In the recent trademark infringement case between Red Bull v Big Horn UK Ltd and others; His Honour Judge Kelyn Bacon QC held that Big Horn had infringed several EU trademark registrations owned by Red Bull.
This was because Big Horn had advertised and sold energy drinks and bottled water under various Big Horn signs in the UK and elsewhere in the EU.
In reaching his decision, the Judge also held that the sole director of Big Horn was also liable for trademark infringement.
The background of the case was as follows:
- Red Bull is the owner of various EU trademark registrations in relation to energy drinks, bottled water and other non-alcoholic drinks. Big Horn advertised and sold energy drinks and bottled water under various Big Horn signs in the UK and elsewhere in the EU. Details of Red Bull’s registered trademarks and the signs used by Big Horn are depicted in the table below:
- In August 2016, Big Horn had applied for an EU trademark in relation to the mark above which bears the double ram and golden sun together with the wording Big Horn. Big Horn wanted to use this trademark to advertise and sell energy drinks and various different types of water. Big Horn’s trademark application was successfully opposed by Red Bull.
- Notwithstanding the fact that Red Bull opposed Big Horn’s trademark application, Big Horn energy drinks started to appear in the UK and Bulgaria. The Big Horn energy drinks were sold in cans which were an identical shape and size to Red Bull’s cans.
Issues Dealt with at Trial
When the matter came to trial, the issues the Court had to deal with were as follows:
- Whether the signs used by Big Horn were similar to Red Bull’s registered trademarks and were used on similar goods and which gave rise to a likelihood of confusion on the part of the public.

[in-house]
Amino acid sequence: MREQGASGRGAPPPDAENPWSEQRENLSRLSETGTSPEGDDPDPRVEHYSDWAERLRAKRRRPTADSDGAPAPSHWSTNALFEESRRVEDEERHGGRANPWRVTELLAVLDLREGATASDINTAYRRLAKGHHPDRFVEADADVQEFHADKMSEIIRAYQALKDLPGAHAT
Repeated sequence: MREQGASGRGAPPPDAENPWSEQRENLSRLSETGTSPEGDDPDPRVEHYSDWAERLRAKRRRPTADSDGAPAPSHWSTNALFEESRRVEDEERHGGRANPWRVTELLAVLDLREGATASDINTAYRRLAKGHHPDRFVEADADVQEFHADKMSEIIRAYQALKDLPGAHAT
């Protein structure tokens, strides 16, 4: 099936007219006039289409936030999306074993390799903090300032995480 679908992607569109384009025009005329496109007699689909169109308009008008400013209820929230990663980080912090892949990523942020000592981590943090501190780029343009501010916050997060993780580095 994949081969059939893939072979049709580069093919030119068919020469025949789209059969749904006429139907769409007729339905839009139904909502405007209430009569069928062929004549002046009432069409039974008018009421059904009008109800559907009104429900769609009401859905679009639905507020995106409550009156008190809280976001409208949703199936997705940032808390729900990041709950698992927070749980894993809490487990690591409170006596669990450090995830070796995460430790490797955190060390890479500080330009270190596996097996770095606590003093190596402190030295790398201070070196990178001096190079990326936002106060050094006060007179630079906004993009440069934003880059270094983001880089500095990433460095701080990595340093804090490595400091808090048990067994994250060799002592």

- Whether Big Horn’s signs were similar to Red Bull’s trademarks and thereby led to unfair advantage being taken of the distinctive character or reputation of Red Bull’s trademarks.
- Whether Big Horn’s sole director, Mr Enchev, was personally liable for trademark infringement as a joint tortfeasor.
The Court’s Decision
The Court made the following decisions:
- That Big Horn’s signs were visually and conceptually similar to Red Bull’s trademarks.
- That Big Horn’s signs would be likely to cause the average consumer to link Big Horn’s signs with Red Bull’s trademarks and that Big Horn’s signs took unfair advantage of the distinctive character and global reputation of Red Bull’s trademarks.
- That despite the similarity between Big Horn’s signs and Red Bull’s trademarks, the average consumer would perceive Big Horn’s products as a cheaper or alternative version of Red Bull’s products because an average consumer is likely to spot the differences between Big Horn’s products and Red Bull’s products.
- That Mr Enchev was also personally liable for trademark infringement. This was because Mr Enchev was the sole director and controlling mind of Big Horn. He also entirely controlled Big Horn’s actions in regards to importing, marketing and advertising the infringing products.
Whilst the result of this case is rather uncontroversial in terms of how the law relating to trademarks was applied, this case does serve as a timely reminder that where a director acts as the controlling mind of a company and is directly responsible for the importation, marketing and advertisement of products, there may be grounds to pursue a director personally for trademark infringement.
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